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Off-season Bruins thoughts

Tuesday 6/27/23

The Bruins won as many major regular season individual awards last night as they did playoff games before their ignominious ouster. Says a lot about what you need to know.


Among players counted on to be the better players, there are winners and losers. Each player of any stripe may be a winning player or a losing player, in that they contribute to some degree to winning or losing, even if that appears to be in a minor way. That's not the same as being a winner or a loser. Stakes and responsibilities are different. Expectations.


People know nothing about anything, including hockey, so they think Patrice Bergeron is this god because of the Selke trophies he's won, with the sixth coming at last night's awards ceremony. He's been canonized and his sainthood is never called into question. What percentage of the people who parrot these opinions do you think could tell you anything about the defensive responsibilities of a center? Or even one thing?


First of all: the more important role of a frontline center is scoring. Bergeron has never scored like a frontline center. He has failed in the primary portion of his job. Defense is also important for a center, but offensive production is more so. His game is not complete, no matter what nearly everyone else says because they don't know any better. It lacks in the most important area, and he makes up for it some in another, which is secondary by nature of the forward position, even as a center.


He's then given this award on reputation. I have watched top centers pick Bergeron apart and have their way with him in recent years. I hope he retires. Please. Enough of the losing culture and the underachieving. Enough Bergeron worshipping. He's one of the reasons this team has underachieved for as long as it has.


That loss this past spring is not only the biggest choke in Boston sports history, it's one of the biggest chokes in the history of sports. As the years go by, it's going to look worse and worse when people start to catch up to how bad it truly was, allowing that there's anyone smart enough left at that point to do more than remember their own name.


Ullmark got his Vezina, and now he should be given his ticket out of Boston. As I said, you cannot bring back both goalies again. I am no Swayman booster, but you also don't need a great goalie, as the Golden Knights just proved. You need a goalie who's good enough. Enough of the hugs and the cuddles. More cracking of the whip, please. More competition, more jobs on the line, less comfort for everyone all around.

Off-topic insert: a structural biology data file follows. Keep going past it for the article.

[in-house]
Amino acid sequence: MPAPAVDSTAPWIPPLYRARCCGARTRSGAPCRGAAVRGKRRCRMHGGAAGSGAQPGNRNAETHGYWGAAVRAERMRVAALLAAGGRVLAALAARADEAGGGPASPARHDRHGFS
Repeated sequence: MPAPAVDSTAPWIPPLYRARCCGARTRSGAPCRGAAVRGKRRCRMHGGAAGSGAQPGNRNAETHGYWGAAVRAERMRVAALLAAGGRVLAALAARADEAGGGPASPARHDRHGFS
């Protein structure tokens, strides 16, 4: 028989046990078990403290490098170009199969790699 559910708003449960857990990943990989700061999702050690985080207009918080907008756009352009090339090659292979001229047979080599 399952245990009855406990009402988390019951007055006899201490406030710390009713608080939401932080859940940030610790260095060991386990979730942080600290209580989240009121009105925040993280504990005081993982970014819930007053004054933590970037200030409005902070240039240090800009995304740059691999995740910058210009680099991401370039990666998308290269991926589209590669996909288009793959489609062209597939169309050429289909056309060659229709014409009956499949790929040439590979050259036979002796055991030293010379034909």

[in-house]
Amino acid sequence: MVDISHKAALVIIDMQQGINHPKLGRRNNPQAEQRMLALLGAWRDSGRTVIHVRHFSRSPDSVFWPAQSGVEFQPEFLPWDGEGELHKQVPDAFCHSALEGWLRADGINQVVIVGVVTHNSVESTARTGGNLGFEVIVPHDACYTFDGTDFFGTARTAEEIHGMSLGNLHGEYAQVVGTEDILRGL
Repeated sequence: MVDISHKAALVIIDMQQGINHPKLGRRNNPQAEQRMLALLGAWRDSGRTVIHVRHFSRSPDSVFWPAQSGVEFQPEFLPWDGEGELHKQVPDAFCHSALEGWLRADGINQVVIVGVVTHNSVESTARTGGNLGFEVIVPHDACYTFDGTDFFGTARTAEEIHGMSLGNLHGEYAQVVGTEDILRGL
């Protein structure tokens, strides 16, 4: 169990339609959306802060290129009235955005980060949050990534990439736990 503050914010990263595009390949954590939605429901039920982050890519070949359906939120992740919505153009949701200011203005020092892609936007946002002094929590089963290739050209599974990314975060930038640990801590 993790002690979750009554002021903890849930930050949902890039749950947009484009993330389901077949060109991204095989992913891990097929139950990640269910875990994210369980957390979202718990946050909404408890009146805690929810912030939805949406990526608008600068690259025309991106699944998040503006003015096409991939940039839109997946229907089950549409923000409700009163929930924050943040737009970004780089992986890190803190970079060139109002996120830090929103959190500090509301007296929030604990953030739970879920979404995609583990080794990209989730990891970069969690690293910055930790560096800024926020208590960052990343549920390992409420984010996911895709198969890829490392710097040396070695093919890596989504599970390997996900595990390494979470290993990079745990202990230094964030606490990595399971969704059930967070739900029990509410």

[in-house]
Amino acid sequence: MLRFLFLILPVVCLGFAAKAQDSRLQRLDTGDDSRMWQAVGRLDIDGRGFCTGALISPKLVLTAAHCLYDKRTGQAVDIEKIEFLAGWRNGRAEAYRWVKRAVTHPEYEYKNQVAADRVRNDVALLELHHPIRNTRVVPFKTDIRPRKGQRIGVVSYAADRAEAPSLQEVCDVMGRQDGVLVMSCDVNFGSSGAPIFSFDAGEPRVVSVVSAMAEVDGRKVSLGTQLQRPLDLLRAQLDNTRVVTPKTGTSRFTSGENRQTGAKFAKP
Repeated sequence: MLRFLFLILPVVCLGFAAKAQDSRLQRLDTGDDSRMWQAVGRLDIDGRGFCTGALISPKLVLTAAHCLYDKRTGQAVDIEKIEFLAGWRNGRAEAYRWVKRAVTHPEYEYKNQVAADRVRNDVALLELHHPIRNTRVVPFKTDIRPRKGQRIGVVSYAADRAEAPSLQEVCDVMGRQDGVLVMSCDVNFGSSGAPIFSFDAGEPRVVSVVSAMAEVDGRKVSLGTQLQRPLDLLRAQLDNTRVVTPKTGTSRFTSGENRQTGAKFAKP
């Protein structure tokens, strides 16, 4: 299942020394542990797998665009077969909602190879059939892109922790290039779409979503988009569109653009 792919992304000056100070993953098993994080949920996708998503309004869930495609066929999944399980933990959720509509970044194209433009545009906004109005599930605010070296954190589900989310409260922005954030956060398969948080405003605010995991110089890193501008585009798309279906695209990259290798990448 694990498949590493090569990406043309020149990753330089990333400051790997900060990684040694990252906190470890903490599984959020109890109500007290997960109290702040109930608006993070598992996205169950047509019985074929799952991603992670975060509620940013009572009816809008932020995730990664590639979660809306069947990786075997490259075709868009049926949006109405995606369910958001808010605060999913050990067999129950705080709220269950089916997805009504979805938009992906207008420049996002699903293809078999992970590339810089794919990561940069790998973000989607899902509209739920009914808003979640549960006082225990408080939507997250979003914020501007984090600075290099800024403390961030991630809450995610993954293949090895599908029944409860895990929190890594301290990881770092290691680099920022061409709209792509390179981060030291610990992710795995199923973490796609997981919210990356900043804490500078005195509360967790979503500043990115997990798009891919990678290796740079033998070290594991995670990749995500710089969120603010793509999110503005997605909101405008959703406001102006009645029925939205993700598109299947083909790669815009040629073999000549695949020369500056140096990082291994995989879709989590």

I hate that goalie hug bullshit. Promotes losing. That's what losers do. Winners want to compete, they want to be the one out there all the time winning and proving and re-proving how great they are. Not doing hugs so that idiots on Twitter who also talk about Patrice Bergeron in the manner you'd expect from someone who refers to their dogs as "fur babies" can gush and swoon. Creepy in the extreme.


So many people talk about players like those people are children and those players are their stuffed animals and their Barbies. They have no idea what is happening on the field, the court, the ice, how the games even work. They are usually empty and broken these people, as most people now are, and they form these disturbing attachments to their "heroes" in a fantasy world kind of way that even a five-year-old child does not.


I see it all the time. It drives fan commentary regarding sports and athletes. Then you have numbers. People cite numbers because they can't talk about the games themselves because they don't actually understand what is happening. Use numbers, and you can fake being smart, while having no clue what is going on or the meaning behind the numbers. Anyone can share a number; hardly anyone can say anything intelligent and perceptive.


Ullmark's value is high, he's a one-season wonder, a postseason liability, and I don't think he'll ever come close to the numbers he put up in limited time--which was a key factor--last regular season.


Obviously I could be wrong about Ullmark. But I think he just had your classic career year. I notice that that term is often used incorrectly now. The spirit of the phrase is a season a player has that is out of character, that is far and away their best year, a surprise, a big spike.


Having seen recent photos of him, too, Charlie McAvoy might try getting in shape. That would probably help and his ice time wouldn't be affected by not being in the condition he's supposed to be in, which is clearly the case now.



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